A Board for INZ of between five and nine people will be appointed by the Minister, and this Board will then appoint the chief executive. The Independent reports that the front runner for the job is Rick Hart who is currently acting as establishment manager. Hart has returned to NZ after doing a similar job in Victoria, Australia.

  • Pete Hodgson, Minister for Small Business, says that the Ministry of Economic Development has been moving as quickly as possible to build up new resources for economic development. Hodgson: "We've applied CPR to the few remaining officials with expertise in that area ... Contrary to what became the conventional wisdom in this country, it is possible for government to help businesses grow. Most other countries do it as a matter of routine and this country became something of a Western world freak when it abandoned all efforts."

    Hodgson is cautiously pointing out that INZ will not be getting into heavy and expensive intervention in the economy: "We're not going to spend huge amounts of money like Ireland to lure high-tech multi-nationals here. We're not going to put up a billion dollars in venture capital as Singapore has done. We're definitely not going back to the lunacy of Think Big and having something like the DFC speculating with public money on the property market. There is a middle way and a modern way in these things. We've learned from the past and our aims are modest. "

    Hodgson told the "Venture Capital" conference, run in New Plymouth last week by Venture Taranaki, that Industry NZ will be the agency government will use to help boost sources of venture capital. He outlined several ways this might be delivered, including straight venture capital investment; development finance; pooled development finance in partnership with the private sector; and "angel networks", which link small investors with small companies.

    Hodgson also reports that one of the first programmes Industry NZ will deliver is the Incubator Development Programme. This is designed to work with universities and local economic development agencies who are teaching innovators how to develop their ideas to the investment stage. Government officials have reviewed existing incubation services and found that support for start-ups was "thin" compared to other developed economies ... and Hodgson expects INZ to invest over $2m in these initiatives over the next year.

    Examples of business incubators have been springing up around NZ. The University of Otago and the Dunedin City Council are currently building the Centre for Innovation. The Canterbury Development Corporation's has ICAN, or Innovation Canterbury. Victoria University has the Innovation Greenhouse. Unitec in Auckland has a Centre for Innovation and Entrepreneurship and Massey University has an incubator at its Albany campus in Auckland. Typically, these incubators supply workspace on favourable terms and back the new ventures with various levels of business planning or managerial advice. The centres will often have office facilities available and access to finance, accounting and legal services.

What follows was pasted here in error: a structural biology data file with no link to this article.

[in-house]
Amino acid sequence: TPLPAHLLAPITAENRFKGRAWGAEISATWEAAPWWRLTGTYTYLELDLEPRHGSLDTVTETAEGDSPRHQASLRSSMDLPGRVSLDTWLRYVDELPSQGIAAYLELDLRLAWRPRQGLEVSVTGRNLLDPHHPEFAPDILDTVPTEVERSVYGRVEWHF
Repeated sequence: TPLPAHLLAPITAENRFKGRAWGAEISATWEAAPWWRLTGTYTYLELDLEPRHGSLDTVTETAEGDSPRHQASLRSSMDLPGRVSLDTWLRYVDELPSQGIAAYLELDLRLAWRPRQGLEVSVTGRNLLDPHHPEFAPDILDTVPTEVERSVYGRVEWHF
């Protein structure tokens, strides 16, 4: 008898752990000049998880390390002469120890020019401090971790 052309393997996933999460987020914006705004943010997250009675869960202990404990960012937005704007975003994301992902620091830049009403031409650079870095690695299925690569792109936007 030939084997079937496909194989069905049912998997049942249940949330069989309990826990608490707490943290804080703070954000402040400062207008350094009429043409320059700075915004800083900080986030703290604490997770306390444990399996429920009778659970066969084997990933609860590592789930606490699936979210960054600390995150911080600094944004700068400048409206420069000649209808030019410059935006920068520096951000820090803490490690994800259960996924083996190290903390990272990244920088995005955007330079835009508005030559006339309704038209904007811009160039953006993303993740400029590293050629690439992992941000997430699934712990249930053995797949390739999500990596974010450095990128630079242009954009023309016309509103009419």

Source - Press Release NZ Government 4 May 2000 "Industry New Zealand Bill introduced"; The Independent 10 May 2000 "Jim's job machine cranks up" by Ian Llewellyn; Hodgson speech to Taranaki Venture Capital conference 4 May 2000 Plymouth International Hotel, New Plymouth.

    Deputy Prime Minister Jim Anderton and Finance Minister Michael Cullen have offered West Coast Mayors hope that the existing eight-year rimu contracts on the West Coast will run to their full term as part of the government's $120m development package for the region.

    This is quite a turn-around for Michael Cullen, as only eight months ago he was jostled and splattered with eggs at a pro-logging rally in Greymouth. Buller Mayor Pat O'Dea and Grey Mayor Kevin Brown now describe Dr Cullen as "a friend of the Coast" and have even offered to pitch in to buy Cullen a new suit. The job for Cullen and Anderton now is to put the case for the rimu contracts before their cabinet colleagues —in the face of adamant government policy commitments to stop all native forest logging on Crown land.